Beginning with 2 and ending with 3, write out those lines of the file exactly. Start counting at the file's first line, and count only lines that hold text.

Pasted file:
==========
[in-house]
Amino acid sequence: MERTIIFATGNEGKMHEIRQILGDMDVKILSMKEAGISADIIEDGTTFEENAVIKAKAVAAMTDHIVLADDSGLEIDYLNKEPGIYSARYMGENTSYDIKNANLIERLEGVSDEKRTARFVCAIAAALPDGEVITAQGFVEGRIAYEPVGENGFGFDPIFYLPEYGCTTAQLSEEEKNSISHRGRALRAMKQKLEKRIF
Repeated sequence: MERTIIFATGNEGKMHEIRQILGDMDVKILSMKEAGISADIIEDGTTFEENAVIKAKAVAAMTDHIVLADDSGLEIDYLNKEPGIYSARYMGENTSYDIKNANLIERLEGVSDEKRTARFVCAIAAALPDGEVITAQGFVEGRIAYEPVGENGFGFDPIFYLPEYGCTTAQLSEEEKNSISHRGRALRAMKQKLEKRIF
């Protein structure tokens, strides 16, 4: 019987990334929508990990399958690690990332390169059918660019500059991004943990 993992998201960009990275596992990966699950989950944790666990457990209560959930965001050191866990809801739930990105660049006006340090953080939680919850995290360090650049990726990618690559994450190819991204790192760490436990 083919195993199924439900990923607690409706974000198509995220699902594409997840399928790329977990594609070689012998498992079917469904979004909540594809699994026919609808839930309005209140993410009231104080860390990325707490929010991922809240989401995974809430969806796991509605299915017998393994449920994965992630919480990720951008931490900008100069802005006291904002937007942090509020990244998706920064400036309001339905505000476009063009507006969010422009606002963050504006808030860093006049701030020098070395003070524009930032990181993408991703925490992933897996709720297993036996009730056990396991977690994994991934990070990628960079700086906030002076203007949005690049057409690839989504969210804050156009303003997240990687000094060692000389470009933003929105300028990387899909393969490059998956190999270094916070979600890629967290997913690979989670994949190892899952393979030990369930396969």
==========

Amino acid sequence: MERTIIFATGNEGKMHEIRQILGDMDVKILSMKEAGISADIIEDGTTFEENAVIKAKAVAAMTDHIVLADDSGLEIDYLNKEPGIYSARYMGENTSYDIKNANLIERLEGVSDEKRTARFVCAIAAALPDGEVITAQGFVEGRIAYEPVGENGFGFDPIFYLPEYGCTTAQLSEEEKNSISHRGRALRAMKQKLEKRIF
Repeated sequence: MERTIIFATGNEGKMHEIRQILGDMDVKILSMKEAGISADIIEDGTTFEENAVIKAKAVAAMTDHIVLADDSGLEIDYLNKEPGIYSARYMGENTSYDIKNANLIERLEGVSDEKRTARFVCAIAAALPDGEVITAQGFVEGRIAYEPVGENGFGFDPIFYLPEYGCTTAQLSEEEKNSISHRGRALRAMKQKLEKRIF